Don’t you dare call Nietzsche a Nazi: Georges Bataille was one of the first voices to defend the great philosopher against such slanderous accusations, which depend on the type of laziness that wills not to understand. So enjoy Thus Spoke [or Spake] Zarathustra with a guilt-free conscience! Our hero Zarathustra is about to make your life a whole lot easier and also harder as he sets you on the path for All and None: He encourages you to do away with “fellow-suffering” and realize “that there is struggle and inequality even in beauty, and war for power and supremacy…” No, Zarathustra’s lonesome “Way of the Creating One” is not for the weak:

“Ready must thou be to burn thyself in thine own flame; how couldst thou become new if thou have not first become ashes!

Thou lonesome one, thou goest the way of the creating one: a God wilt thou create for thyself out of thy seven devils!”

Wicked! This poetic text is elitist, snotty, misanthropic, and steeped in forest-dwelling awesomeness. In other words, it is not only the most beautiful, but also the most black metal book ever written. In the chapter “The Higher Man,” Zarathustra teaches:

“‘Man is evil’ — so said to me for consolation, all the wisest ones. Ah, if only it be still true to-day! For the evil is man’s best force.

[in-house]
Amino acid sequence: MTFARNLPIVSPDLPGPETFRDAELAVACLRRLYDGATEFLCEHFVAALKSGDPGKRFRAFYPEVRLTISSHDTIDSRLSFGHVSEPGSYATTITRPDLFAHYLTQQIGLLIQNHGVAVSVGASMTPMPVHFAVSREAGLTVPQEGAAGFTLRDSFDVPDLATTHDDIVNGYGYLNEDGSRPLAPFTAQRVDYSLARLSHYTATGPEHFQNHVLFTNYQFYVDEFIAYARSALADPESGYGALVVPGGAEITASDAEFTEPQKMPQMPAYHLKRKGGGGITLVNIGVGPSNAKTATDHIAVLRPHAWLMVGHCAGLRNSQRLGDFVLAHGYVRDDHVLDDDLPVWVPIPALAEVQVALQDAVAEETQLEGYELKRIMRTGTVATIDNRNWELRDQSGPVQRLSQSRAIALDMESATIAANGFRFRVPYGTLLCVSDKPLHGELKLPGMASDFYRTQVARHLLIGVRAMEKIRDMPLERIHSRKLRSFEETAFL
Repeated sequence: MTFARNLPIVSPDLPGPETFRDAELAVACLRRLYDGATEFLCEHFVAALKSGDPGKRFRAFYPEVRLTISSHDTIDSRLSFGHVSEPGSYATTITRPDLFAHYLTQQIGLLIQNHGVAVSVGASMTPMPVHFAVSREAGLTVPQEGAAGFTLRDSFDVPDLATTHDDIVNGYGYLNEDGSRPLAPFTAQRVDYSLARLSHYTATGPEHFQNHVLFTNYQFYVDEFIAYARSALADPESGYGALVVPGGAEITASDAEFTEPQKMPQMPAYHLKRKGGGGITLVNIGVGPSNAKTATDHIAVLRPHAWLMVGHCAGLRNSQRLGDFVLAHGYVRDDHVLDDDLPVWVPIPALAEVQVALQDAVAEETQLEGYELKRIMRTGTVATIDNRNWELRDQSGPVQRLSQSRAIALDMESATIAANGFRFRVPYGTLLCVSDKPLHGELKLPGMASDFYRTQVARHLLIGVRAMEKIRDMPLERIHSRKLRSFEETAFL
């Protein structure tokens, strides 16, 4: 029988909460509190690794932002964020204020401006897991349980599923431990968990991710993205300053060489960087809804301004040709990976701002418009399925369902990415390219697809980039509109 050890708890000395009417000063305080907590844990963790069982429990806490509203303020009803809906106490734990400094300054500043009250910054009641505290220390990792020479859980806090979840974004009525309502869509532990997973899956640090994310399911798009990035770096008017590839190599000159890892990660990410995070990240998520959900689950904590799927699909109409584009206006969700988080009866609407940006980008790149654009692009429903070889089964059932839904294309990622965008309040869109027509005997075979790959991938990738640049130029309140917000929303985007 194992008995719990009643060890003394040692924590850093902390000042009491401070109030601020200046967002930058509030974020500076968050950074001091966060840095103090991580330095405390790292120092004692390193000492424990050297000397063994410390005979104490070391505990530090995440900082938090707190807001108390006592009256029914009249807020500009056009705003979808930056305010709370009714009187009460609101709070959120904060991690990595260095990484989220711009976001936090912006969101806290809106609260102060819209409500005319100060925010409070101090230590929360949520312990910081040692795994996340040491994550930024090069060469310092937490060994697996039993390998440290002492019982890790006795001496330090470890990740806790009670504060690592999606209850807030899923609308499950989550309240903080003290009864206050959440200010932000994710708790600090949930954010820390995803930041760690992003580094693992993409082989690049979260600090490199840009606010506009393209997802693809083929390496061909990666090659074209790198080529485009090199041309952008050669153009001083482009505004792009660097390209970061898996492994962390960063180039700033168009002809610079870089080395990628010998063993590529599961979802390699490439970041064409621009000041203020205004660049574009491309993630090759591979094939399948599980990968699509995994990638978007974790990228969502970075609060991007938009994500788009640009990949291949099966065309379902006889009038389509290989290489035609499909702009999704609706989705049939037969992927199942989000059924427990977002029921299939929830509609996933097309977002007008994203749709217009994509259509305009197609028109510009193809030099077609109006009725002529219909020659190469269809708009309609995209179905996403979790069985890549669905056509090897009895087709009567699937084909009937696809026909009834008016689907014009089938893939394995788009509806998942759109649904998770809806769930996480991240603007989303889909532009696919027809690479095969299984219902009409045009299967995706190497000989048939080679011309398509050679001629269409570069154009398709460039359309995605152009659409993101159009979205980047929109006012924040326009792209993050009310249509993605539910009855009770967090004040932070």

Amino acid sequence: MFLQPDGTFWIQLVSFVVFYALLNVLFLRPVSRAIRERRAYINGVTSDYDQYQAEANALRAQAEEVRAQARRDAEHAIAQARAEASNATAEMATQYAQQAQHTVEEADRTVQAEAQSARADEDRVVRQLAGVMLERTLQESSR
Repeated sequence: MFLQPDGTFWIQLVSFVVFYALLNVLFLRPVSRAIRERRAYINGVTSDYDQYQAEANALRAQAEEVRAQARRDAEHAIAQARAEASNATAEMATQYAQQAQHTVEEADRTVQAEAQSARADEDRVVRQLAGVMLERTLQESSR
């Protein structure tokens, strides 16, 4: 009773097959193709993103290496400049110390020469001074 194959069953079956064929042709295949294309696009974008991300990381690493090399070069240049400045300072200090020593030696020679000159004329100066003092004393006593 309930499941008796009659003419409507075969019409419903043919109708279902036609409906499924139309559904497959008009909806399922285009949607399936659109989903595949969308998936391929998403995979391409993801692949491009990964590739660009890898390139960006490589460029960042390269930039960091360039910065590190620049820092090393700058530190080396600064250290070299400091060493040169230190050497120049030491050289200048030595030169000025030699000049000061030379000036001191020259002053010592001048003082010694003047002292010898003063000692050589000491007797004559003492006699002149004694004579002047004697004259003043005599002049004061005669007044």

‘Man must become better and eviler’ — so do I teach. The evilest is necessary for the Superman’s best.

It may have been well for the preacher of the petty people to suffer and be burdened by men’s sin. I, however, rejoice in great sin as my great CONSOLATION. —

Such things, however, are not said for long ears. Every word, also, is not suited for every mouth. These are fine far-away things: at them sheep’s claws shall not grasp!”

Since this is a list about reading, let’s remember what Nietzsche would have to say about those who read him with spiced lattes. The following quote also explains why Shining’s Niklas Kvarforth sometimes signs copies of his book with his very own blood:

“Of all that is written, I love only what a person hath written with his blood. Write with blood, and thou wilt find that blood is spirit.

It is no easy task to understand unfamiliar blood; I hate the reading idlers.

He who knoweth the reader, doeth nothing more for the reader. Another century of readers — and spirit itself will stink.

Every one being allowed to learn to read, ruineth in the long run not only writing but also thinking.

Once spirit was God, then it became man, and now it even becometh populace.

He that writeth in blood and proverbs doth not want to be read, but learnt by heart.”

Here is another one of the most BM moments from Thus Spoke Zarathustra: “I tell you: one must still have chaos in one, to give birth to a dancing star. I tell you: ye have still chaos in you.”

No wonder why Nietzsche has influenced so many BM bands and musicians like Gorgoroth and Emperor’s Ihsahn.